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Lethbridge Herald Newspaper Archives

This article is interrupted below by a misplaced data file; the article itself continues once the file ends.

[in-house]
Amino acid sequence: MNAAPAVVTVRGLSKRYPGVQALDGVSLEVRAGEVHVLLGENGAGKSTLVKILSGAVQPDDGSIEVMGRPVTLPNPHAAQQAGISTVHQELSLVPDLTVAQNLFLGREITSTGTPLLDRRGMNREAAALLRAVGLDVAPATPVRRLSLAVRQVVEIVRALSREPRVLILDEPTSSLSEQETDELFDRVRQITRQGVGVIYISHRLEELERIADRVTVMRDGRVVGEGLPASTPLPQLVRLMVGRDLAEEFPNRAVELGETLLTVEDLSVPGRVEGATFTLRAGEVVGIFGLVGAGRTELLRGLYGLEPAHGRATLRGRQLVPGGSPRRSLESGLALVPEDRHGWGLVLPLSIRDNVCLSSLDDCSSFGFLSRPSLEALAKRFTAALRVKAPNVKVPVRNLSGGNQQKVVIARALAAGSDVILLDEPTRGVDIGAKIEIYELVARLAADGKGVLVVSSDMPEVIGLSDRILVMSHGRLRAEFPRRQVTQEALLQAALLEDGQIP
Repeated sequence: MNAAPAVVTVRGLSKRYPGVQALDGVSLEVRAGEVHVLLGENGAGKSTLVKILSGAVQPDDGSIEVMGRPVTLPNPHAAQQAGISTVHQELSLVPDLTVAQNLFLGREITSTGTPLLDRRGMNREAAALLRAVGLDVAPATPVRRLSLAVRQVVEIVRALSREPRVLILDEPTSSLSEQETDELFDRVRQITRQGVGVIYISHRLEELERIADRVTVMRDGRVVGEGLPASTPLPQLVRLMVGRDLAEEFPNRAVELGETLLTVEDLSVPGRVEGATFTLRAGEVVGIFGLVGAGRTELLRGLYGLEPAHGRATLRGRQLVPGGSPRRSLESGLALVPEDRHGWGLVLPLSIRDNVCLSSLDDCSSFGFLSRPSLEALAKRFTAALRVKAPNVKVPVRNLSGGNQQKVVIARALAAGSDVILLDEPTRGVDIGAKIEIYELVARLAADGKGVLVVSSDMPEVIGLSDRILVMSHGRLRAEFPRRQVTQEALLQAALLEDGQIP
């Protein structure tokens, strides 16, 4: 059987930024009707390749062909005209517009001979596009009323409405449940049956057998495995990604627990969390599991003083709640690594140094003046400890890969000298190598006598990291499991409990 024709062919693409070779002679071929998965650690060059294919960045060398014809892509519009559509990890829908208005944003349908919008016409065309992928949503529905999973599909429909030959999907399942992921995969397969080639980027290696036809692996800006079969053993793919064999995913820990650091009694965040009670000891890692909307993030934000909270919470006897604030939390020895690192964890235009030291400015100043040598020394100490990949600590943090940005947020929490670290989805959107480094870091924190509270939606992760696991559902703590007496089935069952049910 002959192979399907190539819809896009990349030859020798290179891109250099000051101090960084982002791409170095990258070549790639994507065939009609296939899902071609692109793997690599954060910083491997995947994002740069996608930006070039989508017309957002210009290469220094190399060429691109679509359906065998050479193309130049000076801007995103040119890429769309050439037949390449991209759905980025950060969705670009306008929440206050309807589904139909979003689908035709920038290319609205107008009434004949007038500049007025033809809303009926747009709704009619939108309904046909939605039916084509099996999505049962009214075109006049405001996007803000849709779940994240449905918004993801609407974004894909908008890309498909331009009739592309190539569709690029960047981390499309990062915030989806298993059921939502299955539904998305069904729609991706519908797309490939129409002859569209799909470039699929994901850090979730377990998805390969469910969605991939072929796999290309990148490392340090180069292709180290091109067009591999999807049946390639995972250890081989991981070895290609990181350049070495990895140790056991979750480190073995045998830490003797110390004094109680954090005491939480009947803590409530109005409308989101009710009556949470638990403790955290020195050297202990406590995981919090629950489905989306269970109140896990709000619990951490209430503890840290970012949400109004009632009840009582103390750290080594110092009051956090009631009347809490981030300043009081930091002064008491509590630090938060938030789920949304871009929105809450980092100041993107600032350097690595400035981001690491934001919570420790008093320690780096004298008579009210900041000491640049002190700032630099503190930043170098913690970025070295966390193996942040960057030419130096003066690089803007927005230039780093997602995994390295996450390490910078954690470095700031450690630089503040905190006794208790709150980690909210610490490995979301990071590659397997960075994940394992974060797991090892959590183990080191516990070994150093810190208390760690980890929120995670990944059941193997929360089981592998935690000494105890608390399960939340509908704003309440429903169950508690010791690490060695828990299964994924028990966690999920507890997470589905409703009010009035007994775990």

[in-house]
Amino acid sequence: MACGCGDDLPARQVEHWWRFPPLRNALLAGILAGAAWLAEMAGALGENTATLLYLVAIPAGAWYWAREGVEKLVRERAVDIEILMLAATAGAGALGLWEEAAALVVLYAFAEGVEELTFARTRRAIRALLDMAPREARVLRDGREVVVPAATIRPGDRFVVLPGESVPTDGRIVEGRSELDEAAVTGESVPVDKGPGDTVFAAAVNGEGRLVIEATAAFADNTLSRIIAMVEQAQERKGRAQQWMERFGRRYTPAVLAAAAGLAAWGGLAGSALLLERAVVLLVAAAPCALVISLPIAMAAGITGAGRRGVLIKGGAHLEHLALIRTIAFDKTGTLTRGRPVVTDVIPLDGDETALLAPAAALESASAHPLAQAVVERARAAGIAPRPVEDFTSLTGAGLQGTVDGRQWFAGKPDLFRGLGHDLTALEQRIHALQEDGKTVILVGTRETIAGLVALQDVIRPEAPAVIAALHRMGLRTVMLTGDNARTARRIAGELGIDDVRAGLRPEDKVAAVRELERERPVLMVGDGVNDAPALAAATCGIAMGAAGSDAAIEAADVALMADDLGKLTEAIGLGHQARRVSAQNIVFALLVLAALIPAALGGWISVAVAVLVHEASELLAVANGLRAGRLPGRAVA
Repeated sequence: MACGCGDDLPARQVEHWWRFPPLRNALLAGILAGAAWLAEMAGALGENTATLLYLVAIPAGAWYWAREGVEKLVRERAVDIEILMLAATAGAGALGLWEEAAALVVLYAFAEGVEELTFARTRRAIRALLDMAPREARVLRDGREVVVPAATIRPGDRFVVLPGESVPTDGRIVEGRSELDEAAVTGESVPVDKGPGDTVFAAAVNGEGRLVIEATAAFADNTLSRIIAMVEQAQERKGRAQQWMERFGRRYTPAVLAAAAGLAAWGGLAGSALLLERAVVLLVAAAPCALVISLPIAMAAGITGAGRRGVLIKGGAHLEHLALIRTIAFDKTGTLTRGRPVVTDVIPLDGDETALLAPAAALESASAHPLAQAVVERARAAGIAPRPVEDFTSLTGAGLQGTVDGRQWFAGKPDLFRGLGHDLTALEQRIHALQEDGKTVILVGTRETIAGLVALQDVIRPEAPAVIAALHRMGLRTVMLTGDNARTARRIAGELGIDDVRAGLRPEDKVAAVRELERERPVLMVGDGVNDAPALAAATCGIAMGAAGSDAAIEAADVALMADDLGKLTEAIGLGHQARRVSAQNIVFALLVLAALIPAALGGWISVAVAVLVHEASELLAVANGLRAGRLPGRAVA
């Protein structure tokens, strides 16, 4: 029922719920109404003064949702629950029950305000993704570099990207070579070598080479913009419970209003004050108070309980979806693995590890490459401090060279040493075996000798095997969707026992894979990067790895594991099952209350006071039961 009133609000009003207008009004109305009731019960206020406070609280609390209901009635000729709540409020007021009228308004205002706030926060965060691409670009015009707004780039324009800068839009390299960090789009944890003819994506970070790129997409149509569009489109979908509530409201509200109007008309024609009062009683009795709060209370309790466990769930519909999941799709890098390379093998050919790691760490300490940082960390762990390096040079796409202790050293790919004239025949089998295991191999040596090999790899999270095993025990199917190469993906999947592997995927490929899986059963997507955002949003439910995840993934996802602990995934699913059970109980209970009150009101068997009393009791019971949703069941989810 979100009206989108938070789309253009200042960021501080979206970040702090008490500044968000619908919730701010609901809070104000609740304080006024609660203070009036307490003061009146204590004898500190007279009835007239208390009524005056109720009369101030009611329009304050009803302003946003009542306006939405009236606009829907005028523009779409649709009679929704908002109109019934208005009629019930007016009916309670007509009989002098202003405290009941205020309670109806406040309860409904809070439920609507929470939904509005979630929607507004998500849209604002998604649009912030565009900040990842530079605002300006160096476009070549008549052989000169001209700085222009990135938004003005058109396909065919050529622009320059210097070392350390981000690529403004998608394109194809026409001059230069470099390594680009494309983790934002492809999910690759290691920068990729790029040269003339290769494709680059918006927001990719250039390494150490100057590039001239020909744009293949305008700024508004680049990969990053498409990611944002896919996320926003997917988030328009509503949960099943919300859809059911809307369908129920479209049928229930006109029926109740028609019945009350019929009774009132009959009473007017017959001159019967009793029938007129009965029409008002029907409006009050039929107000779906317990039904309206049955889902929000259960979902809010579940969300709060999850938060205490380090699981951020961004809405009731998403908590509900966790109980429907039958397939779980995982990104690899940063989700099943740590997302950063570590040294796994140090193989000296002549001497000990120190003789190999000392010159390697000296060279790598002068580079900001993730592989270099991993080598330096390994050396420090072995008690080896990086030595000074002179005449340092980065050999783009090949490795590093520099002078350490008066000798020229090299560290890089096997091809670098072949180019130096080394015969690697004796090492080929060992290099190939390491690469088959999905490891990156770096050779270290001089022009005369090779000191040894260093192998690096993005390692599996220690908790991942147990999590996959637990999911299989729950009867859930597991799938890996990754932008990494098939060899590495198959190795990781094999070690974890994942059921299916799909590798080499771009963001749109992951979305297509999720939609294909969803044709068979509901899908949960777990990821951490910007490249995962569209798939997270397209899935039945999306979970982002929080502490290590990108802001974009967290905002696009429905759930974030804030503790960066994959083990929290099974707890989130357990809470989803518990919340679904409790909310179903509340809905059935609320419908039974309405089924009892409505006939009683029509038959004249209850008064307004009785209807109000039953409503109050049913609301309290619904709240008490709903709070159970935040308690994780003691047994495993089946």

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Lethbridge Herald, The (Newspaper) - September 10, 1974, Lethbridge, Alberta 4-THE LETHBRIDGE HERALD -Tuoday. 10, 1974 Revolution of falling expectations Politicians in this country and elsewhere have been excusing action on inflation by claiming that it is a world- wide illness defying treatment by local prescription. Undoubtedly world con- ditions affect the incidence of inflation in every state but there are suspicions that useful assaults on the problem could be made if courage to run against voter sen- timents could be mustered. The Times of London recently printed .an article by Christopher Derrick on "The moral problem of inflation" in which it was proposed that inflation is "an economist's word for over consump- tion." Both individuals and nations are living beyond their incomes, the result of "taking for granted a quite fanciful and unrealistic notion of the standard of liv- ing to which all are entitled." Since it is the "revolution of rising ex- pectations" that has produced, in large measure, the galloping inflation now threatening a disastrous economic collapse everywhere, the time has come to start a "revolution of falling expec- tations." Some politicians might private- ly agree with Christopher Derrick but they shy away from it because it is ob- viously not a formula for getting votes. The British, whose economy is in bad shape, are not likely to hear much about personal reduction of wants in the up- coming election. In Canada, where there is a strong ma- jority government, it might be possible for the politicians to give a lead in trying to turn the tide against the feeding of in- satiable materialistic appetities. Finance Minister John Turner has given some hints that the budget will be modified somewhat in that direction, but not too much can be expected when MPs are anxious for salary increases like almost everybody else. An editorial in The Financial Post recently quoted part of a letter sent by a federal information officer to the presi- dent of the Public Service Alliance of Canada as follows, "The union and management people involved in negotiating the federal government's In- formation Service contract should be ashamed of themselves, and you should be ashamed of yourself for perpetuating the myth that civil servants are under- paid and underprivileged. We are THE privileged class in the country today." If Canadians generally came to recognize how privileged they are in this world there would be more expressions of sen- timent of that sort and the leaders of the nation might then move to take the hard actions required. Extend the pardoning By Mike Rogers, Herald staff writer U.S. President Gerald Ford has granted Richard Nixon "a free, full and absolute par- don" for any criminal conduct during his presidency. Ford, at the same time, has postponed "indefinitely'' his decision on "conditional" amnesty for Vietnam-era deserters and draft resisters because he was involved in pardon negotiations for the former president. Nixon campaigned for the presidency on a platform of law and order, appealing for a "new morality" and and end of "per- missiveness." And, as New York Times columnist James Reston put it, Nixon "was brought down by the disorder, lawlessness, and moral squalor of his triumphant team." The three articles of impeachment passed by the Congressional judicial committee charging Nixon with "high crimes and misdemeanors" were: of justice in the Watergate and related scandals. of power of the presidency in deal- ing with governmental agencies. he (Nixon) committed contempt of Congress by his failure to produce sub- poenaed records and tapes. The Vietnam deserters and draft resisters only crime was to refuse to go to an un- declared war. Those sympathetic to Nixon have said he has suffered enough and therefore should not be prosecuted. Now that he doesn't have to stand trial he will be free to say he has done nothing wrong, a claim that would be sup- ported by some who believe he was hounded from office by the press and political adver- saries. But if Nixon and his family "have suffered enough" surely those who fled their homeland or were imprisoned because they felt the Vietnam war unjust have "suffered enough" and should be granted a full and "uncon- ditional" pardon. Nixon, in resigning before impeachment will receive quite a sizeable pension as former president, but those who fled their country can't even go home to visit their families without fear of imprisonment. President Ford has said he wishes to write the end" to Watergate. Why not write "the end" to the chapter of Vietnam war resisters? Because too many people would dislike such a pardon? Surely the pardon given Nixon hasn't been hailed "as an act of compassion and courage" by everyone. Nixon said he had the best interests of the country in mind when he committed his criminal acts. He claimed he thought he was "doing the right And he has been par- -doned. The draft resisters and deserters felt they were doing the right thing but they will have to work their way back into the graces of their benevolent government. Concerning Nixon and his suffering. Presi- dent Ford said, "My conscience tells me clearly and certainly that I cannot prolong the bad dreams that continue to reopen a chapter that is closed. My conscience tells me that only I, as president, have the con- stitutional power to firmly shut and seal this book." Now that statement of compassion should be applied to the draft resisters and deserters. ART BUCHWALD Warranties I have known Betty Furness in a recent speech revealed something that the average consumer has known for years. It is that the warranties that come with most American products aren't worth the computer cards they're printed on. There may have been a lot of changes in Washington, but one thing you can be sure of: The American consumer is getting a shafting by the great free enterprise system. Not long ago I went to McCarthy, Swaine and Klutzknowlton. the appliance store, to return an electric can opener I had bought my wife for Christinas. "Why do you wish to return the man asked. "Because it doesn't work." "Did you fill out the Great Warranty Card that came with 'Yes. 1 did. And what "The can opener still didn't work." I see Could you tel! me how soon you fill- ed out the Green Warranty Card after you got the electric can three days, a week. I'm not sure." But it specifically says that the Green Warranty Card must be filled out 24 hours after purchasing the appliance." YOS. hut since it was a Christmas present, wr open Uie package until Christmas moraine, and therefore we -didn't see the Green Warranty Card and have a chance to fill n oul for a few days as we were too busy trying to get the tiling to work "But if you didn't fill out and mail the Green Warranty Card within 24 hours of purchase, it's hardly our fault that the ran opener doesn't work, is I wouldn't say I said "I think I should get a new electric can opener We can't do that. The only one who has the authority to give you a new electric can opf-r'T our warranty department, which is located in Leavenworth, Kan. But since you didn't send in the Green Warranty Card within 24 hours of purchase, they probably have no record of your buying an electric can opener in the first place." "You have a record of it. Here's my sales slip." "Yes, that's true. We know you purchased an electric can opener, and you know you purchased an electric can opener, but Leavenworth. Kan., doesn't know." I said. "I should think you would be worried for the good name of McCarthy, Swaine and Klutzknowlton." "But we're not owned by McCarthy, Swaine and Klutzknowlton any more. We were bought out by Federated Pumps and Warehouses, which is a subsidiary of Drinkwater Fire and Theft, which is owned by Sable Hosiery and TV Antennas, which merged last month with Moon Orbiting Plat- forms. Inc." "That's great, but what about a new electric can opener? Just give me one, and I'll be on my way." "We can't You see. we've discontinued makinc electric can openers." "How could you discontinue them? I just bought this one for Christmans." 'That's why we discontinued them. A lot of people bought them, and they didn't work. I guess our mistake was putting the head of our tire division in charge of electric can openers "What do I do "I'll take your name and see if there is some way of getting Leavenworth to accept your Green Warranty Card even if it was sent in late "And wi3J that get me a can "Of course not. But it will put you on our mailing list for any new appliances we plan to put out this year." So little time By William V. Shannon, New York Times commentator Economic talks welcomed By W.A. Wilson, Montreal Star commentator OTTAWA To anyone who does not accept it as inevitable that the world should be over whelmed by its economic difficulties, the sense of urgency behind this autumn's round of conferences comes as a relief. Obviously, the answer to the unsolved problems that could bring us all face to face with ruin are not likely to be found at any one conference or ministerial tete-a-tete. It is as unrealistic to expect that as it is to conclude that disaster is the only possible outcome of today's uncertainties. If world trade can be main- tained at a fairly high level, if a reasonable flow of the huge new oil revenues that go to the producing states can be channelled back for a time into investment in the countries from which they came, there is no particular reason to believe that our economic structures are going to come tumbling down around our heads. But those are very con- siderable "ifs" and the uncer- tainties are compounded by the pressures on all govern- ment to do something to reduce the rate of inflation. The obvious temptation is to move towards deflation of domestic economies, which in the end would certainly curb inflation if it were carried far enough. It would do it, however, at very high socio- political costs and with the certainty of causing the major down turn in world trade that would make the balance of payments problems of the most sorely afflicted countries unmanageable. This is the sort of area in which it is useful to have ministers from all the advanc- ed countries talking more or less constantly to each other. It is from that sort of contact that a consensus mav start to emerge. There is certainly a strong consciousness in many countries that deflation is too dangerous a weapon to use these days but it is a long way from certain that any consen- sus has formed so far. Canadians should not forget that their government has a role to play in the formation of any common attitudes that may develop. This country operates the sixth largest economy in the world and while its population may still be very small that fact gives it standing in the world com- munity. It is easy for Canadians to be aware that we are grossly over dependent upon exports for our well-being. That is our Achilles heel. But we are also one of the great importing nations. If other countries' markets are vital to our economy, the Canadian market is not to be ignored by other nations, most of all the United States. We will be listened to when we have something to say. When the fear of deflation is under discussion in economic circles, it revolves around three powerful countries the United States. France and Germany. The countries most, vulnerable are obviously Bri- tain and Italy with Japan in a somewhat special category by itself, its inflation rate ex- treme and its long period of economic growth at least tem- porarily halted. Several of these countries have close enough, and important enough, economic ties with Canada that Canadian leaders will not be ignored. The others are friendly enough, if less close. That is the general background against which the minister of finance, John Turner, and his officials are working, hopeful that this country can exert some mid- dle power leadership in the economic field today as it did a quarter century ago in the international political area. Turner is not, of course, alone in this endeavor. There are a good many other men in im- portant positions around the world who are conscious of the effort that is needed to ward off a very bad slump and that the key to it lies in protecting both trade and trading arrangements. In this context, nothing could be more welcome than the prime minister's official visit to France and the con- sultations with the European Community that will follow in Brussels. The estrangement with France, starting with the late President de Gaulle's at- titude during his 1967 visit, lasted too long. It is doubtful if the entire fault for its duration is to be found in Paris. Canada's justifiable outrage at the time turned into a sul- kiness that did us no special credit and lasted too long. The prime minister's visit next month is important, not because it brings contacts back to normal. It is easy to forget what a good represen- tative of this country the prime minister has been dur- ing his previous foreign travels, because this becomes submerged under all the domestic problems and controversies that are closer to people. Trudeau's visit to Brussels for consultations with the European Commission is equally important, not because there has been any es- trangement there but because it is doubtful that as a country we pursued relations with the community as assiduously as we ought to have done. The times remain uncertain but the pattern of contact is improving. THE CASSEROLE Pity the poor supermarkets; they must feel real badly. They've been trying so hard to help people, sacrificing everything to keep prices down, but all to no avail. The inflexible laws of economics have taken things right out of their hands, and shoved prices up. And profits, too, it seems. In the first half of 1S74, gross sales went up by 27 per cent over the same period in 1973, while profits for the period rose by 40 per cent. only to find that they contained nothing but bad cheques and uncollectible promissory notes. Odd how so many things that "can't be done" seem to get done anyway. The Manitoba government has just mailed quarterly guaranteed minimum income cheques to elderly people. All single Manitobans over 65 are guaranteed an annual while married couples get a minimum of a year. Talk about conflicting advice! At the same time Uie French Beet Producer's Association advised French consumers to stockpile sugar because an expected shortage could drive prices up, a British government spokesman said that the sugar situation is being aggravated by people buying more than they need and hoarding it. In an odd example of poetic justice